Room: Exhibit Hall | Forum 2
Purpose: MRI-Linacs allow online plan adaption based on daily MR images. Electron densities need to be assigned to these images for dose calculation. Two possible approaches are bulk assignment, in which the electron densities are assigned manually, or deform the simulation CT to the daily MRI. The goal of this work is to compare the dose distribution generated with these two methods.
Methods: Ten pancreas treatment plans originally calculated with CT-based electron densities were recalculated using a bulk electron density assignment. The air electron density was assigned to the gas inside the patient abdomen, bone electron density was assigned to the vertebrae and water was assigned to the remaining tissue inside the skin contour. The following DVH parameters were compared: GTV mean, PTV mean, PTV_V95 and D0.03cc for some organs at risk (OARs). The full DVH and isodose distributions were also reviewed.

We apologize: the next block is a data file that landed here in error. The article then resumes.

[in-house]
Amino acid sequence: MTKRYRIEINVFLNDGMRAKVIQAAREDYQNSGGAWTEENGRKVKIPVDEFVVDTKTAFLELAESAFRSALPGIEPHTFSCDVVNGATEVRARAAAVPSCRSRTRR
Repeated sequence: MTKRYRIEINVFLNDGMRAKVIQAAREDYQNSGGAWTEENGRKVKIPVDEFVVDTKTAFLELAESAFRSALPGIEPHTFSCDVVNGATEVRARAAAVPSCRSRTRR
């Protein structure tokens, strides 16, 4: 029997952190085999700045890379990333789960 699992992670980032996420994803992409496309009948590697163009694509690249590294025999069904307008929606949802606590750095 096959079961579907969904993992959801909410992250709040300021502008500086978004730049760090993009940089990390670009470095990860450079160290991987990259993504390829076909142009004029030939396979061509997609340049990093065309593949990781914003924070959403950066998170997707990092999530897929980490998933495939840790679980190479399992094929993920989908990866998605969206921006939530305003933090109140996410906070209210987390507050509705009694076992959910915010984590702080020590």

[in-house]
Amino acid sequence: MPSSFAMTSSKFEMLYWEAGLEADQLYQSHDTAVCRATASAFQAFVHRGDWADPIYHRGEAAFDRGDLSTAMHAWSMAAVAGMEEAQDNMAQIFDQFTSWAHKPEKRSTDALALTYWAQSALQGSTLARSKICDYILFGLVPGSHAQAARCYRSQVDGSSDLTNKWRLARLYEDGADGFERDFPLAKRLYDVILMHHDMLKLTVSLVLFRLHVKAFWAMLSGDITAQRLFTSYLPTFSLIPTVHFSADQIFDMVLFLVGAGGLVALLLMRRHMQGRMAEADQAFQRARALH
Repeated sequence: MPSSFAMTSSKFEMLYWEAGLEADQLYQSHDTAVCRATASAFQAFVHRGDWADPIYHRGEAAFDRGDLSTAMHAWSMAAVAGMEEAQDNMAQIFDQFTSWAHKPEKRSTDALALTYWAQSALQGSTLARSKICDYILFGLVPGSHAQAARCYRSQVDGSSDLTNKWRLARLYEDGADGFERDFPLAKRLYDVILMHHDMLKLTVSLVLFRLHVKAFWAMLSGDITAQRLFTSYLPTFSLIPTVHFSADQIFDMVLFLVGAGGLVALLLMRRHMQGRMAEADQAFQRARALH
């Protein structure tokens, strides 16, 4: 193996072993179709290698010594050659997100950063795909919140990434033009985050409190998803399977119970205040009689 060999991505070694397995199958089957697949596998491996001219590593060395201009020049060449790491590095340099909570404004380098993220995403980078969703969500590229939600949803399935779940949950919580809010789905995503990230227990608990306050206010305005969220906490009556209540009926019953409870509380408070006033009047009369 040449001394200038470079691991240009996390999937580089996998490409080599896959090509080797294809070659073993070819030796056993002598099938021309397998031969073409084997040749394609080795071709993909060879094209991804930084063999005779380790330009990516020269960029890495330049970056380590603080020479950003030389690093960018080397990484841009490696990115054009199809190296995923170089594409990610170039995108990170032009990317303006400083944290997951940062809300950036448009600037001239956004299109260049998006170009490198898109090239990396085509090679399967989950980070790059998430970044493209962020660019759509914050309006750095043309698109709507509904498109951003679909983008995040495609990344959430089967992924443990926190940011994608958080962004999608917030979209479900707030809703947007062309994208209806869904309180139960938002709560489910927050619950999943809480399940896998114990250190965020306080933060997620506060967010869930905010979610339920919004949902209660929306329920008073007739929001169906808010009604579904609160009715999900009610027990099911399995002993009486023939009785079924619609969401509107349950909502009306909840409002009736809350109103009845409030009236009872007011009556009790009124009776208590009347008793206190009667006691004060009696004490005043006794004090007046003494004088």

Results: The DVHs appear nearly identical for the OARs. For the tail regions of the OAR DVHs, the differences are clinically acceptable (average <1.3%, maximum <5%). For the PTV_V95 the maximum difference was <1%. Larger discrepancies were seen for the GTV mean (average <0.9%, maximum <2.6%) and PTV mean (average <0.8%, maximum <2.5%) due to changes in hot spot sizes and location.
Conclusion: For abdominal plans (dominant presence of soft tissue with no lungs or pelvic bones), the bulk density can be used without sacrificing the calculation accuracy of the PTV coverage or OAR sparing. Bulk density removes the need for a CT simulation and avoids errors related to electron densities deformation accuracy. As the CT deformation fails to adjust the air pockets from one day to the next, water and air overrides are needed to correct it. Air overrides are also needed daily for bulk assignment, but it leads to a faster adaptive workflow.